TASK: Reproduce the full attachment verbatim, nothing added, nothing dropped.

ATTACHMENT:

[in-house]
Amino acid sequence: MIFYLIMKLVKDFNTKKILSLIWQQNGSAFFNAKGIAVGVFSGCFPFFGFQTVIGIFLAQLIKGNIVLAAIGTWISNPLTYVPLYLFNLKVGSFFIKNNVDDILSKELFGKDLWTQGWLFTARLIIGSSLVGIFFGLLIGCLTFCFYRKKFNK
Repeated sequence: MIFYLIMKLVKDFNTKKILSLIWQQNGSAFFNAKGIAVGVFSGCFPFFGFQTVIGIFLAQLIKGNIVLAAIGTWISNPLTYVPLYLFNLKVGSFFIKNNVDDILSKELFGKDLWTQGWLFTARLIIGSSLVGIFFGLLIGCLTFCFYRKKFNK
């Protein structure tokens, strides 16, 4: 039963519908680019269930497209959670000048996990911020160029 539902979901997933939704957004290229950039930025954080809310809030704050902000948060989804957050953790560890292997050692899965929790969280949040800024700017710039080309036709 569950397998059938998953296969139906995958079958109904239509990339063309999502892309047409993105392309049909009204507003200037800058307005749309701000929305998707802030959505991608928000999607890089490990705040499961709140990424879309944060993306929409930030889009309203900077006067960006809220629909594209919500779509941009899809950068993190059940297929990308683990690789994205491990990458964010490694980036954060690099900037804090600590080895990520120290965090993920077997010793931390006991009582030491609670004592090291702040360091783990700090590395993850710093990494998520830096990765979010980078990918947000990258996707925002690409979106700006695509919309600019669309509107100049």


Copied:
[in-house]
Amino acid sequence: MIFYLIMKLVKDFNTKKILSLIWQQNGSAFFNAKGIAVGVFSGCFPFFGFQTVIGIFLAQLIKGNIVLAAIGTWISNPLTYVPLYLFNLKVGSFFIKNNVDDILSKELFGKDLWTQGWLFTARLIIGSSLVGIFFGLLIGCLTFCFYRKKFNK
Repeated sequence: MIFYLIMKLVKDFNTKKILSLIWQQNGSAFFNAKGIAVGVFSGCFPFFGFQTVIGIFLAQLIKGNIVLAAIGTWISNPLTYVPLYLFNLKVGSFFIKNNVDDILSKELFGKDLWTQGWLFTARLIIGSSLVGIFFGLLIGCLTFCFYRKKFNK
């Protein structure tokens, strides 16, 4: 039963519908680019269930497209959670000048996990911020160029 539902979901997933939704957004290229950039930025954080809310809030704050902000948060989804957050953790560890292997050692899965929790969280949040800024700017710039080309036709 569950397998059938998953296969139906995958079958109904239509990339063309999502892309047409993105392309049909009204507003200037800058307005749309701000929305998707802030959505991608928000999607890089490990705040499961709140990424879309944060993306929409930030889009309203900077006067960006809220629909594209919500779509941009899809950068993190059940297929990308683990690789994205491990990458964010490694980036954060690099900037804090600590080895990520120290965090993920077997010793931390006991009582030491609670004592090291702040360091783990700090590395993850710093990494998520830096990765979010980078990918947000990258996707925002690409979106700006695509919309600019669309509107100049």